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The GEO Group has already seen a return on their investment in family detention

The GEO Group's stock prices hit a new 52-week high this week, reaching $38.69 a share. At a stockholder meeting in August, the company promised increased revenue — a projection of $26 million this year — resulting from the return of family detention to the Karnes County Civil Detention Center in Texas that same month. 

Karnes County Detention Center
Karnes County Detention Center

The Corrections Corporation of America is also profitting from the return of family detention, with the construction on the newest and largest immigrant detention center in the country—the South Texas Family Residential Center—beginning last month in Dilley, TX. CCA reportedly will make $298 dollars per person per day in Dilley.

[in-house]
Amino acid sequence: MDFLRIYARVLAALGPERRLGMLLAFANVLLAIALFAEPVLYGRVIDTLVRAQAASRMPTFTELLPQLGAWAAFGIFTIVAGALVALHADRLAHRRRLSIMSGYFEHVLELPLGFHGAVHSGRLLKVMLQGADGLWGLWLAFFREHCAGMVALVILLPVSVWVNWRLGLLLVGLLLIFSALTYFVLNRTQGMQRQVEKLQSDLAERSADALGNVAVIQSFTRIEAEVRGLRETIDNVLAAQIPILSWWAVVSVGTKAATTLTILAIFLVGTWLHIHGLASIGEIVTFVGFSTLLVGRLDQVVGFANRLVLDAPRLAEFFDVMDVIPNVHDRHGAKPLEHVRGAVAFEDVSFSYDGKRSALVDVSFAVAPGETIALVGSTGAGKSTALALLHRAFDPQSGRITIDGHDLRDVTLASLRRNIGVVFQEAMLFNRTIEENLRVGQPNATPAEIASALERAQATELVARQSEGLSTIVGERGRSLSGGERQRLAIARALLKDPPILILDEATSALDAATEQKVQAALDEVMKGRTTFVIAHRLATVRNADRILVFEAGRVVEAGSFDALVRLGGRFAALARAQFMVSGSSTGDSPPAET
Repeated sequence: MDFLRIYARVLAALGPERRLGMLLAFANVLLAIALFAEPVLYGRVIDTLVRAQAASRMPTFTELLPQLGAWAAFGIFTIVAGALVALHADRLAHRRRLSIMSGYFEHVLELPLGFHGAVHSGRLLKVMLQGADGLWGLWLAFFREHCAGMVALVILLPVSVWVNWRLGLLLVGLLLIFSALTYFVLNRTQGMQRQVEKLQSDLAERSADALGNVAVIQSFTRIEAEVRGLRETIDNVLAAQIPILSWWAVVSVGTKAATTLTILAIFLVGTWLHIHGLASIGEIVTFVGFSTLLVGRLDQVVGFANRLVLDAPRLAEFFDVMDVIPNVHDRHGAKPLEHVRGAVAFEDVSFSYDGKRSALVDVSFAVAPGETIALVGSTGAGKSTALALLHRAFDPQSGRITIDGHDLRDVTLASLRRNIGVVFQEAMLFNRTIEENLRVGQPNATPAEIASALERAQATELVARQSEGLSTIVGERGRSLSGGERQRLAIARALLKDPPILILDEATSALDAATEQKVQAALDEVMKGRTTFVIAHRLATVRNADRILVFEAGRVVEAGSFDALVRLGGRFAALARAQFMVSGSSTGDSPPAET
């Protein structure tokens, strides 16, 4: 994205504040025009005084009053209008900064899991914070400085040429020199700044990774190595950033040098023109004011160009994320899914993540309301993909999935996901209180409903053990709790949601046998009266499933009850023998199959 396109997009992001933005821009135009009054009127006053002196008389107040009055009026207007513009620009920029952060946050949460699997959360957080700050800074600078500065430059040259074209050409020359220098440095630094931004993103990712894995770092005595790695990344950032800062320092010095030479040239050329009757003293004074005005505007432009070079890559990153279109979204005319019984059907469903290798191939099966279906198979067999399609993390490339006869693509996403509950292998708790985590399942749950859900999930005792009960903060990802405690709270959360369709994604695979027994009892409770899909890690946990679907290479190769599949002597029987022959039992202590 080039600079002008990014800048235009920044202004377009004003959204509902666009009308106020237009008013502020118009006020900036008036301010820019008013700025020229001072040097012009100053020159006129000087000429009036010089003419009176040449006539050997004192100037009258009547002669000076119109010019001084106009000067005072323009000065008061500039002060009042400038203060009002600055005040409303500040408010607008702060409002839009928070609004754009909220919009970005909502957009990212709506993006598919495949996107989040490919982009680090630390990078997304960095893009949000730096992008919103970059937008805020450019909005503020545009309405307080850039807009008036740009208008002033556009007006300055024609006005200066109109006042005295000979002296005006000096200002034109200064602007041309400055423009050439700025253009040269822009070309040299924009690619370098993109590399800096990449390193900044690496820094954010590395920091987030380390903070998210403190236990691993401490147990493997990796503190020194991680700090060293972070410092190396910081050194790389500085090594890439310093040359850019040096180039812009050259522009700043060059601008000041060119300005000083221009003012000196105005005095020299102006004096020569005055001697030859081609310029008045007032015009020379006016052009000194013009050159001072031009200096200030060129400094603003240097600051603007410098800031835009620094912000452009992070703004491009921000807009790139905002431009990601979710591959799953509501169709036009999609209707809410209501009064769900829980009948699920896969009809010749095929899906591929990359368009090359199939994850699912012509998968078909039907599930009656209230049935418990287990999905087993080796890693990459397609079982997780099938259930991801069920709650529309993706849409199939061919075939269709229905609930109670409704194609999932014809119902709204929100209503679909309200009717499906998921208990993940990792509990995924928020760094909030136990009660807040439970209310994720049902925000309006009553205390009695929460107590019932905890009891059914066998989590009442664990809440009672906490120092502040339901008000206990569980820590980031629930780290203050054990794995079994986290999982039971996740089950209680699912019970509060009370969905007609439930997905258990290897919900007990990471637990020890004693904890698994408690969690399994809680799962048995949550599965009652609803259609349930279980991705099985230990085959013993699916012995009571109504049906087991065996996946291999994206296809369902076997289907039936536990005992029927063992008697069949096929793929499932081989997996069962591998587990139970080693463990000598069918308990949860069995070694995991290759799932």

Private prison corporations are counting on the expansion of immigrant family detention as an entirely new income stream. They can charge the government more than $250 per day for every individual (mother or child) housed in their facility, over $100 more than they can charge for an adult in immigrant detention. 


Karnes County Family Detention Center becomes the newest site in a long string of human rights abuses against immigrant detainees

The Karnes City Family Detention Center came under intense scrutiny earlier this month when the Mexican American Legal Defense and Education Fund (MALDEF) and lawyers from the University of Texas School of Law submitted a complaint that guards have been committing “substantial, ongoing sexual abuse” against the mothers being detained.